Why Failed States Matter

Yesterday, forces of the Islamic Courts seized the Somali capital of Mogadishu from various warlords, uniting the city for the first time in over a decade. The Islamic Courts are believed to be associated with al-Qaeda and are harboring al-Qaeda operatives responsible for the destruction of an Israeli-owned resort and the attacks against the US embassies in Kenya and Tanzania in 1998. StrategyPage has further background on the situation in Somalia.

The Islamic Courts is an organization very similar in nature to the Taliban, a combination of Islamic “students” and vicious warlords promising to bring order to a society devastated by years of warfare. Just as al-Qaeda took refuge in the failed state of Afghanistan, Somalia now appears to be the next focal point for Islamist terrorism worldwide.

The idea that these failed states are not a concern of the United States or the rest of the world died on September 11, 2001. Such failed states are not only a humanitarian problem, but provide the ideal breeding grounds for terrorism. Afghanistan had no army to speak of, no military, no real air force, no ability to project force at all. Had someone on September 10, 2001 suggested that Afghanistan would be the genesis of the worst attack on American soil since the War of 1812, they would have been laughed at. Yet the asymmetric nature of terrorism means that even the most backwards state has the ability to accomplish a devastating attack.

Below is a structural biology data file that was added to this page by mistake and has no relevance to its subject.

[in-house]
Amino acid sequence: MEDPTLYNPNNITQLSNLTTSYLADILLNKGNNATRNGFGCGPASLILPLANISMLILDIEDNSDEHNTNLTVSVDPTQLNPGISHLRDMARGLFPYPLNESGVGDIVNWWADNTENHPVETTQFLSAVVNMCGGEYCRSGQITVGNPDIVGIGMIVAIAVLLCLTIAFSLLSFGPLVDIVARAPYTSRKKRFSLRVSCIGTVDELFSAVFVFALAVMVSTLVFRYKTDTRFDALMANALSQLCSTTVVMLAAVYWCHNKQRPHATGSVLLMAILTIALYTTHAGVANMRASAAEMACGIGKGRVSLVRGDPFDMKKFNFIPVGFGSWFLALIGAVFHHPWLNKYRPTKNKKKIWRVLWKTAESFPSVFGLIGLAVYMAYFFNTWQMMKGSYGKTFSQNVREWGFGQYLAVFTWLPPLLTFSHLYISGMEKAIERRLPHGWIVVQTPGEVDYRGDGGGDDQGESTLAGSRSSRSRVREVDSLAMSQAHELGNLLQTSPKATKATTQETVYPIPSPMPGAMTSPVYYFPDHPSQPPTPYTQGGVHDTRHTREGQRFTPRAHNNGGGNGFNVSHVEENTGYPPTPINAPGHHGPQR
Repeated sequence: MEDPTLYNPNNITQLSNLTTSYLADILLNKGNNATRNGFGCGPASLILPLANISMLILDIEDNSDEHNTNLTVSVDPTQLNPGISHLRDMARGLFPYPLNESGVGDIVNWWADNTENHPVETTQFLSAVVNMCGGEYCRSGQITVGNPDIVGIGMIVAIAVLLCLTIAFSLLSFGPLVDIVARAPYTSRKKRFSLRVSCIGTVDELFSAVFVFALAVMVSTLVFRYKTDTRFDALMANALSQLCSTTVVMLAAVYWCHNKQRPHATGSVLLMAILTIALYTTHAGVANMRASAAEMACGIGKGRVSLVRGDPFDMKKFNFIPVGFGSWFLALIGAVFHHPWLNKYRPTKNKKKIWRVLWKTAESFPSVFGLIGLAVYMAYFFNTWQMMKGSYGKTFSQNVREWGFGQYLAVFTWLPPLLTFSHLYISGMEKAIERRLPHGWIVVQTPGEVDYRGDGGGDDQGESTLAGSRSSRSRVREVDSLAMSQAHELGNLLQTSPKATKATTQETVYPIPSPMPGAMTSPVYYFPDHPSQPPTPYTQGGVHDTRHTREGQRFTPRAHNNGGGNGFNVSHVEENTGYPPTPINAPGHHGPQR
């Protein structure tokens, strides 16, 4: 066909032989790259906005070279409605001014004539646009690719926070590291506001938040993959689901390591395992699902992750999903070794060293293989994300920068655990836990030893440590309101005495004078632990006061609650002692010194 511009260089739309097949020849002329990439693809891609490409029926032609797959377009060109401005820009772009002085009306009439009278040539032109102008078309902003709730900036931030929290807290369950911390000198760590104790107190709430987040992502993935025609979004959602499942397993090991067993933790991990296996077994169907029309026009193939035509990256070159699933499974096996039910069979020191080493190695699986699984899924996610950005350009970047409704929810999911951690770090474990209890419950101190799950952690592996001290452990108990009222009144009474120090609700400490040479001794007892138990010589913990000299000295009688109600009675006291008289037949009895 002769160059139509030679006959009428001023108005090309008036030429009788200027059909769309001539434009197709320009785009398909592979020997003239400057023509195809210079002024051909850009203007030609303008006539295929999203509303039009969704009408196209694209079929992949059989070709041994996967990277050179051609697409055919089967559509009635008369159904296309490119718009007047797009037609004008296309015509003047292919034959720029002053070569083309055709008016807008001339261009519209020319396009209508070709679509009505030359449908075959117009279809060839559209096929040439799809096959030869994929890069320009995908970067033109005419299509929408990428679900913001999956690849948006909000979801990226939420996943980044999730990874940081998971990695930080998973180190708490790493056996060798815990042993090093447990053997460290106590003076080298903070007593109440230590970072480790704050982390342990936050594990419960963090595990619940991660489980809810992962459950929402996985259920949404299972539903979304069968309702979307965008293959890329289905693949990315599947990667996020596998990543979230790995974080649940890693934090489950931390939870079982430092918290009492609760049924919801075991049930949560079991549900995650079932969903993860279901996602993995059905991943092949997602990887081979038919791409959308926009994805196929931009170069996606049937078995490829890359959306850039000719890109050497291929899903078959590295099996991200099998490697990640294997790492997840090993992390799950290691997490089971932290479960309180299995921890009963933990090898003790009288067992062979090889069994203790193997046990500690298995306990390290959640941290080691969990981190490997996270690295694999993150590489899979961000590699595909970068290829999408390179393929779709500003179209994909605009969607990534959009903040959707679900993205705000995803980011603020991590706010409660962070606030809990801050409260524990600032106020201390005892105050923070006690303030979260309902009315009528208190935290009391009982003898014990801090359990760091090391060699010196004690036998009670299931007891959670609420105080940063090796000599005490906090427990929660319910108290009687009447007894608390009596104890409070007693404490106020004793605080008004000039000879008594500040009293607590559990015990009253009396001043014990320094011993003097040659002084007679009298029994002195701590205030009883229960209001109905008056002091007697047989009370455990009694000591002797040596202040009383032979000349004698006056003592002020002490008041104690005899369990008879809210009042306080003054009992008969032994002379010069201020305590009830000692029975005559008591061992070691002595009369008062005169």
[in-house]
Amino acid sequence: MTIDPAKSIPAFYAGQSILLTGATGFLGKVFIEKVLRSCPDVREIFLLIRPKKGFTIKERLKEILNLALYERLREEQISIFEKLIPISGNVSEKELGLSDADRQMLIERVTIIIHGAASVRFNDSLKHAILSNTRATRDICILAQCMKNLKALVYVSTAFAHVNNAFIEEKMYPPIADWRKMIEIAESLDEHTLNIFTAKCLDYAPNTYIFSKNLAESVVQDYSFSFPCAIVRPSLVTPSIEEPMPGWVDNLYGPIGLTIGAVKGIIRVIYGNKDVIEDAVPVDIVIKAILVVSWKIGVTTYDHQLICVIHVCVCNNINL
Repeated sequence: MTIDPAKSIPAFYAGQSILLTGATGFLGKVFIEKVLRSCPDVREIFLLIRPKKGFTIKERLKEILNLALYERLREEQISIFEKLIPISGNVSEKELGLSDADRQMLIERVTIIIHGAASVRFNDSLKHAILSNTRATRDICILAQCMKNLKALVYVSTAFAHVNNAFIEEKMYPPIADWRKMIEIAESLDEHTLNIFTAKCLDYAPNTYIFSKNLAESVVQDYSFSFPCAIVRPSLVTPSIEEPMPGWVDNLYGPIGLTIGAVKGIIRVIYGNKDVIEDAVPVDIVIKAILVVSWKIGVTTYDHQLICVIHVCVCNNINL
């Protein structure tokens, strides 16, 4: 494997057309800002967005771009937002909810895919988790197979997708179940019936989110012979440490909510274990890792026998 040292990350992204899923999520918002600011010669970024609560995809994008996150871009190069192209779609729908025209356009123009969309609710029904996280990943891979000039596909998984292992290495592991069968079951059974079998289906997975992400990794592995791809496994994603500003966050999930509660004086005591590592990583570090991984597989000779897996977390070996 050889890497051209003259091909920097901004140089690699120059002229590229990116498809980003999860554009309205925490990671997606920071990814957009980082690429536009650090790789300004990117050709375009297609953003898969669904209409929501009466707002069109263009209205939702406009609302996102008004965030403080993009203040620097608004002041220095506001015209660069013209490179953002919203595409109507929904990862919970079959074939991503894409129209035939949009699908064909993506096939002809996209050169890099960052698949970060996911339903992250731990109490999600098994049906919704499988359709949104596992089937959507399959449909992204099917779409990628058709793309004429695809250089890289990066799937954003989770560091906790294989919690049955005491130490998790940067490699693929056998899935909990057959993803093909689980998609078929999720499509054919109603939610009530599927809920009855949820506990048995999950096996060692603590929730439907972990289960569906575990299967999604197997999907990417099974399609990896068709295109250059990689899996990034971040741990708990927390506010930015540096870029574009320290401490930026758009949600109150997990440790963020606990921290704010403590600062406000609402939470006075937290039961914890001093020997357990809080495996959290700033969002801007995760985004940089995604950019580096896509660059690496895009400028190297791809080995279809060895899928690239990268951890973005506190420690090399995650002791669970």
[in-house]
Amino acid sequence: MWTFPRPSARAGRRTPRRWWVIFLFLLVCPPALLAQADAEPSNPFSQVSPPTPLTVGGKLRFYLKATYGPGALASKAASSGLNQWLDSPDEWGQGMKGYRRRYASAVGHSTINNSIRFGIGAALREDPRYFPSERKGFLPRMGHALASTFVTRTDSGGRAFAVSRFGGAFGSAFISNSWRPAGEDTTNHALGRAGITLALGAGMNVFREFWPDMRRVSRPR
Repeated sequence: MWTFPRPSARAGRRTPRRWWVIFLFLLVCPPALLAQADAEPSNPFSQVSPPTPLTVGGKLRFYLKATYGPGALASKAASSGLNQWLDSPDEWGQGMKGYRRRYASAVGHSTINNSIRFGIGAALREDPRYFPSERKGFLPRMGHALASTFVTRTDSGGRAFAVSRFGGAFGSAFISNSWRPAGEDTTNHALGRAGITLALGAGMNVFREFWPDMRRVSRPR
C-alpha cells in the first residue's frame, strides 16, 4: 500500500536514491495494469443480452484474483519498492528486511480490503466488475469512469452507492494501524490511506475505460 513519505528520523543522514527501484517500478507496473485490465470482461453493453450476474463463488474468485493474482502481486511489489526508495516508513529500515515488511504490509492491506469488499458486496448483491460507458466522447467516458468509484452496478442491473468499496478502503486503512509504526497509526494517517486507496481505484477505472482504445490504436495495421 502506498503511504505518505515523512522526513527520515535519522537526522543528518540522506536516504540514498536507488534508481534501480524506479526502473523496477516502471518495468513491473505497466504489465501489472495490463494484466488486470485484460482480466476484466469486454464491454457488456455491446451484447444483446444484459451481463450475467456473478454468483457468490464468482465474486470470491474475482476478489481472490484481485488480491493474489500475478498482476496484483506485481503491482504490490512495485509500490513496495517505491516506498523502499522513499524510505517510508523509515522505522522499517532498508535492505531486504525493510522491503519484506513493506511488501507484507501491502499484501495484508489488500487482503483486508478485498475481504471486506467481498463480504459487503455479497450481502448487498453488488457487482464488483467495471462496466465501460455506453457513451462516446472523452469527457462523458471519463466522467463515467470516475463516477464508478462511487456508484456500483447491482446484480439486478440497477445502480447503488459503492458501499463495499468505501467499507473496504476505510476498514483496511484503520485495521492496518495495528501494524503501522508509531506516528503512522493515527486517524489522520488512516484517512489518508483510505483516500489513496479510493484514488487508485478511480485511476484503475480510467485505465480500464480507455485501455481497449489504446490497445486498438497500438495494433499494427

Unfortunately, there are no good options for dealing with the situation in Somalia. The UN-backed government is weak and ineffectual. The competing warlords are often as brutal as the Islamists and just as prone to fight with themselves as they are the enemy. While it is theoretically possible for the US to provide air power and CIA support as they did in Afghanistan, the political will to reenter Somalia and risk another “Black Hawk Down” incident is just not there. The UN does not have the force to keep the peace and would likely make things worse. Failed states like Somalia or Afghanistan almost never attract significant amounts of attention unless something like 9/11 occurs.

The situation in Somalia is almost certain to lead to further problems in the already war-torn state – meaning that further involvement in the Horn of Africa will be crucial to US anti-terrorism efforts for some time now.

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